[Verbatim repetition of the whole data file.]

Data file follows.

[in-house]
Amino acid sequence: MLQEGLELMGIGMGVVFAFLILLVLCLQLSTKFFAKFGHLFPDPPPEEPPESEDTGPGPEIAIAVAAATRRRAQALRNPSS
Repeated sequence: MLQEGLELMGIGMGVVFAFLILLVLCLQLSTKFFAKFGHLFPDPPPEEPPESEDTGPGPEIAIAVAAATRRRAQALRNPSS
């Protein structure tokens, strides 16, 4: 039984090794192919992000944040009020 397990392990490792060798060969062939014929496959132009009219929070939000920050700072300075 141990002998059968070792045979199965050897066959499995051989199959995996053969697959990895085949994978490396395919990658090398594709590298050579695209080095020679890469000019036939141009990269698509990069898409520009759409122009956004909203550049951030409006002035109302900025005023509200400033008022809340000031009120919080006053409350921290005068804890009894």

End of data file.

[in-house]
Amino acid sequence: MLQEGLELMGIGMGVVFAFLILLVLCLQLSTKFFAKFGHLFPDPPPEEPPESEDTGPGPEIAIAVAAATRRRAQALRNPSS
Repeated sequence: MLQEGLELMGIGMGVVFAFLILLVLCLQLSTKFFAKFGHLFPDPPPEEPPESEDTGPGPEIAIAVAAATRRRAQALRNPSS
């Protein structure tokens, strides 16, 4: 039984090794192919992000944040009020 397990392990490792060798060969062939014929496959132009009219929070939000920050700072300075 141990002998059968070792045979199965050897066959499995051989199959995996053969697959990895085949994978490396395919990658090398594709590298050579695209080095020679890469000019036939141009990269698509990069898409520009759409122009956004909203550049951030409006002035109302900025005023509200400033008022809340000031009120919080006053409350921290005068804890009894």